If you were to ask on which day Kanyakumari is at its most beautiful, I would say that undoubtedly it is on Chitra Pournami – the night of the full moon in the Tamil month of Chithirai (Malayalam Medom). This is the day that the moon appears at its biggest and in a phenomenon unique to Kanyakumari, you can enjoy the sun set and the moon rise at almost the same time, on these shores. And on no other day is this view more spectacular than on Chitra Pournami. As the golden orb sinks in a burst of fire into the deep waters, the lustrous ball of silver slowly arises from the depths.
In this moment of celestial magic, it is like the sun and the moon make a tryst on these shores to pay obeisance to that epitome of beauty and infinite love – Devi Kanyakumari, who awaits her lord on these shores, a wait for all eternity. Or maybe the Moon God just drops by to share with her tales about her lord, the Lord of the Universe, whose riotous locks he adorns. An annual rendezvous that turns the midnight blue waters into an ocean of molten silver.
Needless to say, special poojas are on at the temple on Chitra Pournami and the place gets really crowded. And crowds are something I prefer to stay away from.
This day is special for other reasons too. This is the day when a ‘Mystic Window’ opens up in the spiritual dimensions, offering you with a once in a year chance of erasing away bad karma. This is also the day when the Chitra Gupta Noyambu/Vratham is observed to appease Chitra Gupta, who keeps accounts for his big brother, the Lord of Death, Yama himself. Now he is one you would do well to have in your court since he is the one who keeps track of whether you are naughty or nice.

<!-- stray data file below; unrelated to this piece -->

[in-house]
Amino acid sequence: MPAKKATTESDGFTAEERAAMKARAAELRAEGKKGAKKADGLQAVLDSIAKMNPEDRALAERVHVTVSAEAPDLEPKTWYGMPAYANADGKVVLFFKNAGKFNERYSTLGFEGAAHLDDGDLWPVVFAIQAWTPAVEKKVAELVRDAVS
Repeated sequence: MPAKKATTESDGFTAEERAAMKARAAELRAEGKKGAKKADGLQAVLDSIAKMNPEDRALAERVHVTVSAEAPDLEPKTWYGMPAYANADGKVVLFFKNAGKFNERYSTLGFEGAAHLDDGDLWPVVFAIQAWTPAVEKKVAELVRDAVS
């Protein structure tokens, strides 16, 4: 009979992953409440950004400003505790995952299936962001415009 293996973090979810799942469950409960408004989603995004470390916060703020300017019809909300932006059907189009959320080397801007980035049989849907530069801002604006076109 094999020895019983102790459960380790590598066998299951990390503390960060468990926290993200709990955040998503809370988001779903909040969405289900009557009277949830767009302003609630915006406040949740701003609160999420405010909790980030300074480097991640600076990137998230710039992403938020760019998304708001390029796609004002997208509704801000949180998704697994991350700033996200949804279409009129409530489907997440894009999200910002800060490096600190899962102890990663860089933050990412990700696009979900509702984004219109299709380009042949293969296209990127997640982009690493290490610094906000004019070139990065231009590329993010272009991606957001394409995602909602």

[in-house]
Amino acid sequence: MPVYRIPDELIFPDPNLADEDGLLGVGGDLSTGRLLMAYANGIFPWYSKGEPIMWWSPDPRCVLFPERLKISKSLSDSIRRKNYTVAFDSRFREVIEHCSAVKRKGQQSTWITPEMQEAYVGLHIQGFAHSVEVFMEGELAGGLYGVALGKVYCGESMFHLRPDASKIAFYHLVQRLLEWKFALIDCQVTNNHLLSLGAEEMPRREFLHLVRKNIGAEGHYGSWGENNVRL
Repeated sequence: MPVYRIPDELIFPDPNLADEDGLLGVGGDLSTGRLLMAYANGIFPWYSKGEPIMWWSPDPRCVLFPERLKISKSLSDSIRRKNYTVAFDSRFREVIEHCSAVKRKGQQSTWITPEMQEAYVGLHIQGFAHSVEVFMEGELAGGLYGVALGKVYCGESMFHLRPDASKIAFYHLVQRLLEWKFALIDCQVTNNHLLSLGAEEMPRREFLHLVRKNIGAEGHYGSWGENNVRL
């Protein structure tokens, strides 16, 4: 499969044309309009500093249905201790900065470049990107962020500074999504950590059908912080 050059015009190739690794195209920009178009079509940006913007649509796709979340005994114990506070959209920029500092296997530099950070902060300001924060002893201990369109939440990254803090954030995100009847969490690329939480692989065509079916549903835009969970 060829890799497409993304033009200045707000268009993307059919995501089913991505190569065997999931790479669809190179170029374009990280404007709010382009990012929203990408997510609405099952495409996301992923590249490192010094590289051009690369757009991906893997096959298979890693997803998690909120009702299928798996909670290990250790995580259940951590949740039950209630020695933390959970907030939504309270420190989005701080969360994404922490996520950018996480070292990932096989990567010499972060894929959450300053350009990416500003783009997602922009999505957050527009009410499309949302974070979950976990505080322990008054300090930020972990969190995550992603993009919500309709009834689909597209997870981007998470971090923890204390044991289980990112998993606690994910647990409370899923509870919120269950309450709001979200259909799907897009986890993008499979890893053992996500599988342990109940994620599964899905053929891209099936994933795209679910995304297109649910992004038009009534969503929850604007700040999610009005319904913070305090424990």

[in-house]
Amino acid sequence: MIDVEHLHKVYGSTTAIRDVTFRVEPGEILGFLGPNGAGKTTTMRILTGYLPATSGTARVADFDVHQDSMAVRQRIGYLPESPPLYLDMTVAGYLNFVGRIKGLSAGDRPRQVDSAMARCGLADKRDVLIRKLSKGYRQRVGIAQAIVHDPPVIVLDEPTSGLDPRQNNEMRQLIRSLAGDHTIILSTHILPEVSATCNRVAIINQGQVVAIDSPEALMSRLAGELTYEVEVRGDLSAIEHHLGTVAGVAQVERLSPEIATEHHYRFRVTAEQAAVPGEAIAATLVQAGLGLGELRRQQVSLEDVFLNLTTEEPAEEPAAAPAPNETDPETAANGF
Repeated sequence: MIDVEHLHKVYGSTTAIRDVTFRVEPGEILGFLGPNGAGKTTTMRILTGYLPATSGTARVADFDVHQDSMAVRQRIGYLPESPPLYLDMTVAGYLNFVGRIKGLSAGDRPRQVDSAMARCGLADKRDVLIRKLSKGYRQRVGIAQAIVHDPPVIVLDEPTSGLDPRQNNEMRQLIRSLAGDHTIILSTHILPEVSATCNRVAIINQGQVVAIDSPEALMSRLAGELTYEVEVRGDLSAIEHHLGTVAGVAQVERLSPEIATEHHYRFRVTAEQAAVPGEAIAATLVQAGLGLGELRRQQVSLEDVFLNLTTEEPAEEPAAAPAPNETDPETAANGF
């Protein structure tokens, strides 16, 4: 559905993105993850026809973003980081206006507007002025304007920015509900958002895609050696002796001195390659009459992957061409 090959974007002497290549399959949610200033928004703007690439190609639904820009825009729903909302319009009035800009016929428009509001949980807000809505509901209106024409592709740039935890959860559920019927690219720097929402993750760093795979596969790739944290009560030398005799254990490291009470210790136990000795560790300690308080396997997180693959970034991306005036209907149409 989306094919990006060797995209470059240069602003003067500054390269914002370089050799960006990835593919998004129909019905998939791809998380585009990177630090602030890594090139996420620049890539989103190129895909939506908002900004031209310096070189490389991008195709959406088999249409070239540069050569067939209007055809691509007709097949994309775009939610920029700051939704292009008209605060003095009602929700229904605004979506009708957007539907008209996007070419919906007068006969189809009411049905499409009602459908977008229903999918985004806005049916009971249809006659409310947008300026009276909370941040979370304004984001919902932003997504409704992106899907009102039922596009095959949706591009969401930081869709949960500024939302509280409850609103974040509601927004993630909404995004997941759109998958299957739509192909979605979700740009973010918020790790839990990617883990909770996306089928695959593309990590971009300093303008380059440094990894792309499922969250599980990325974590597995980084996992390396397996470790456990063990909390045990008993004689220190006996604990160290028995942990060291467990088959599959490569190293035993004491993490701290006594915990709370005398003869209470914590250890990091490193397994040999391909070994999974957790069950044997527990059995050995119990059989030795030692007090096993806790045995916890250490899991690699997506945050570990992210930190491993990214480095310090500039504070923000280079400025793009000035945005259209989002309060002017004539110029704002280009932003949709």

Not that he can be bribed, but what’s the harm in getting on his good side? Might make all the difference between categorizing something as a minor infraction and a major, full-blown case of actual violation.
So what’s the big deal in giving up a little salt to avoid an eternity of rebirths? Because that is how the Vratham is observed. You give up salt for a day and ‘leafy vegetables’ are a staple too – Muringayila, different varieties of keerai/cheera… I remember spending quite some time helping my mom and neighbours pull out the leaves from the stalks of drumstick leaf bunches. I hope ‘someone’ made a note of that in his big account book.
The Super Moon of the year as they call it here, can only be Chitra Pournami to me. And since it always falls in April-May, I somehow associate it with summer vacation. Warm evenings when I was allowed to play till dinnertime. Hanging out with my friends, slurping mangoes, swapping comic books and making up our own games. No TVs to intrude into our self made empires and thrust alien idols on us.
Life was pretty uncomplicated and the full moon shone down benignly on our own sweet bubbles.
Today, Saturday, the 5th of May is Chitra Pournami and I decided to take a trip home…